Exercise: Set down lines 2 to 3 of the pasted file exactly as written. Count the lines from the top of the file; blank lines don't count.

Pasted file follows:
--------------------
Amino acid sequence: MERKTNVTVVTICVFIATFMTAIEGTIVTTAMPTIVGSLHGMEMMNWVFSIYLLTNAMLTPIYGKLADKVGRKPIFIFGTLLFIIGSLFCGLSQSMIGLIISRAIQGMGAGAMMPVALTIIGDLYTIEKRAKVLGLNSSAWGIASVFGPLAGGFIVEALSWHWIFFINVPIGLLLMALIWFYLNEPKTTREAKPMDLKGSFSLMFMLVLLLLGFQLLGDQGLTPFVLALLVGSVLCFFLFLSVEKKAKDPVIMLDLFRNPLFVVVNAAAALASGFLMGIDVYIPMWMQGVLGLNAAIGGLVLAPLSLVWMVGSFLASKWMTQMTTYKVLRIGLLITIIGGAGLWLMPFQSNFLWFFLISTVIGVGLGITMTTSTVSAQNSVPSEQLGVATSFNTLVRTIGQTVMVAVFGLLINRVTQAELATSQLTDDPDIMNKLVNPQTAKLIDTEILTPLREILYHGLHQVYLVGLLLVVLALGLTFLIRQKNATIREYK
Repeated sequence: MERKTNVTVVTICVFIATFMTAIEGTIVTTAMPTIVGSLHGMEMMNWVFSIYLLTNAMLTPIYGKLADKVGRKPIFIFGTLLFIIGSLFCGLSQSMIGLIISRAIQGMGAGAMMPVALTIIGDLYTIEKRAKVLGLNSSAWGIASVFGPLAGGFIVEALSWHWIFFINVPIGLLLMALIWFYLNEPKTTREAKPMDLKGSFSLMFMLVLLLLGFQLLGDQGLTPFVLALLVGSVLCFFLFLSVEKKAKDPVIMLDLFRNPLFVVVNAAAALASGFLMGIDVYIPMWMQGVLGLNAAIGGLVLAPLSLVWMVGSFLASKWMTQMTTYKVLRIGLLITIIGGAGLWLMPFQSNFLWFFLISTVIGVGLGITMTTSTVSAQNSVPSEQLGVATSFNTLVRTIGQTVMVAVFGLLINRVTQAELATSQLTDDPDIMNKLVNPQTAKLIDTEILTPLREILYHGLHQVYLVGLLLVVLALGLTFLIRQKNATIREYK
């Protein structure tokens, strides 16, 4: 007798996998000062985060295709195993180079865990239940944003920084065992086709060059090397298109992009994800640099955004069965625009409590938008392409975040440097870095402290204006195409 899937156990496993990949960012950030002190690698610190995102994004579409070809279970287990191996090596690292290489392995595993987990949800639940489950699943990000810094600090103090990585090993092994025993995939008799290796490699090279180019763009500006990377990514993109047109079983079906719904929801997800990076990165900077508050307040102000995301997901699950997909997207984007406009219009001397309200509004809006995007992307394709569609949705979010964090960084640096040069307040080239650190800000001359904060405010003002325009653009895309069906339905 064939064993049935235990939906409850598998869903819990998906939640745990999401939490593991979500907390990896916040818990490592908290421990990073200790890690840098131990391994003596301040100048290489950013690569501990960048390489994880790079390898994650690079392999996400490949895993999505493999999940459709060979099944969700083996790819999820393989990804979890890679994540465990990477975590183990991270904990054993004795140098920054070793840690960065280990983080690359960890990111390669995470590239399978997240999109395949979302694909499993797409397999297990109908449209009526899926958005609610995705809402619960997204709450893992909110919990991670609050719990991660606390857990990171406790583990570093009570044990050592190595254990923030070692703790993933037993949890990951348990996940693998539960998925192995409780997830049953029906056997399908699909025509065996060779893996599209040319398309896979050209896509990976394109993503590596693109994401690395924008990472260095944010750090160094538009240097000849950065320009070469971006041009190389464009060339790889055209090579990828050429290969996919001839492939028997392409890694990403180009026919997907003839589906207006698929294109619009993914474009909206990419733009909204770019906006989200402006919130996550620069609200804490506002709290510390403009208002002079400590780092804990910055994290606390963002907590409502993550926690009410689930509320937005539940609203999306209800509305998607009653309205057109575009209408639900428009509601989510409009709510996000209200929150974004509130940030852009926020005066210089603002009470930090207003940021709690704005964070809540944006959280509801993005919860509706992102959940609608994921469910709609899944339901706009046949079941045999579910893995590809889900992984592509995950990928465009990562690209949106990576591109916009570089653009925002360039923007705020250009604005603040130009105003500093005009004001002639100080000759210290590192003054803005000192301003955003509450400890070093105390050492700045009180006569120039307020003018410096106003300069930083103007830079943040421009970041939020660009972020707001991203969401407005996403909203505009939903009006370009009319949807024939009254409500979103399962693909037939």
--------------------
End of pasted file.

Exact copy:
Repeated sequence: MERKTNVTVVTICVFIATFMTAIEGTIVTTAMPTIVGSLHGMEMMNWVFSIYLLTNAMLTPIYGKLADKVGRKPIFIFGTLLFIIGSLFCGLSQSMIGLIISRAIQGMGAGAMMPVALTIIGDLYTIEKRAKVLGLNSSAWGIASVFGPLAGGFIVEALSWHWIFFINVPIGLLLMALIWFYLNEPKTTREAKPMDLKGSFSLMFMLVLLLLGFQLLGDQGLTPFVLALLVGSVLCFFLFLSVEKKAKDPVIMLDLFRNPLFVVVNAAAALASGFLMGIDVYIPMWMQGVLGLNAAIGGLVLAPLSLVWMVGSFLASKWMTQMTTYKVLRIGLLITIIGGAGLWLMPFQSNFLWFFLISTVIGVGLGITMTTSTVSAQNSVPSEQLGVATSFNTLVRTIGQTVMVAVFGLLINRVTQAELATSQLTDDPDIMNKLVNPQTAKLIDTEILTPLREILYHGLHQVYLVGLLLVVLALGLTFLIRQKNATIREYK
């Protein structure tokens, strides 16, 4: 007798996998000062985060295709195993180079865990239940944003920084065992086709060059090397298109992009994800640099955004069965625009409590938008392409975040440097870095402290204006195409 899937156990496993990949960012950030002190690698610190995102994004579409070809279970287990191996090596690292290489392995595993987990949800639940489950699943990000810094600090103090990585090993092994025993995939008799290796490699090279180019763009500006990377990514993109047109079983079906719904929801997800990076990165900077508050307040102000995301997901699950997909997207984007406009219009001397309200509004809006995007992307394709569609949705979010964090960084640096040069307040080239650190800000001359904060405010003002325009653009895309069906339905 064939064993049935235990939906409850598998869903819990998906939640745990999401939490593991979500907390990896916040818990490592908290421990990073200790890690840098131990391994003596301040100048290489950013690569501990960048390489994880790079390898994650690079392999996400490949895993999505493999999940459709060979099944969700083996790819999820393989990804979890890679994540465990990477975590183990991270904990054993004795140098920054070793840690960065280990983080690359960890990111390669995470590239399978997240999109395949979302694909499993797409397999297990109908449209009526899926958005609610995705809402619960997204709450893992909110919990991670609050719990991660606390857990990171406790583990570093009570044990050592190595254990923030070692703790993933037993949890990951348990996940693998539960998925192995409780997830049953029906056997399908699909025509065996060779893996599209040319398309896979050209896509990976394109993503590596693109994401690395924008990472260095944010750090160094538009240097000849950065320009070469971006041009190389464009060339790889055209090579990828050429290969996919001839492939028997392409890694990403180009026919997907003839589906207006698929294109619009993914474009909206990419733009909204770019906006989200402006919130996550620069609200804490506002709290510390403009208002002079400590780092804990910055994290606390963002907590409502993550926690009410689930509320937005539940609203999306209800509305998607009653309205057109575009209408639900428009509601989510409009709510996000209200929150974004509130940030852009926020005066210089603002009470930090207003940021709690704005964070809540944006959280509801993005919860509706992102959940609608994921469910709609899944339901706009046949079941045999579910893995590809889900992984592509995950990928465009990562690209949106990576591109916009570089653009925002360039923007705020250009604005603040130009105003500093005009004001002639100080000759210290590192003054803005000192301003955003509450400890070093105390050492700045009180006569120039307020003018410096106003300069930083103007830079943040421009970041939020660009972020707001991203969401407005996403909203505009939903009006370009009319949807024939009254409500979103399962693909037939």